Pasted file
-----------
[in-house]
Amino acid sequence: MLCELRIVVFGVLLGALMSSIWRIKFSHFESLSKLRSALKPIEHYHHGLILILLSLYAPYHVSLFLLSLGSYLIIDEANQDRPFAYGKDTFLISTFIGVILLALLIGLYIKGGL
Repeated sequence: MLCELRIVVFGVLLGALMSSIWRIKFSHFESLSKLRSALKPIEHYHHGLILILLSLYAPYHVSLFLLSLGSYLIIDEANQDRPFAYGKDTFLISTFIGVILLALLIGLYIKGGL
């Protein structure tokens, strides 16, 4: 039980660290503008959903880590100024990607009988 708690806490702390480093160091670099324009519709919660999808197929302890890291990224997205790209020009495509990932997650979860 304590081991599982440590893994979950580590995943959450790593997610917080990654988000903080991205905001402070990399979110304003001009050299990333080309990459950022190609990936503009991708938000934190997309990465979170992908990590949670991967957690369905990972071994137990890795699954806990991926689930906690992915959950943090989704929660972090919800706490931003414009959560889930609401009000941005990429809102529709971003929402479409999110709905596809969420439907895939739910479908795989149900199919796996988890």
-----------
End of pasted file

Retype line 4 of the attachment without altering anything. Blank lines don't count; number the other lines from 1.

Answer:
């Protein structure tokens, strides 16, 4: 039980660290503008959903880590100024990607009988 708690806490702390480093160091670099324009519709919660999808197929302890890291990224997205790209020009495509990932997650979860 304590081991599982440590893994979950580590995943959450790593997610917080990654988000903080991205905001402070990399979110304003001009050299990333080309990459950022190609990936503009991708938000934190997309990465979170992908990590949670991967957690369905990972071994137990890795699954806990991926689930906690992915959950943090989704929660972090919800706490931003414009959560889930609401009000941005990429809102529709971003929402479409999110709905596809969420439907895939739910479908795989149900199919796996988890």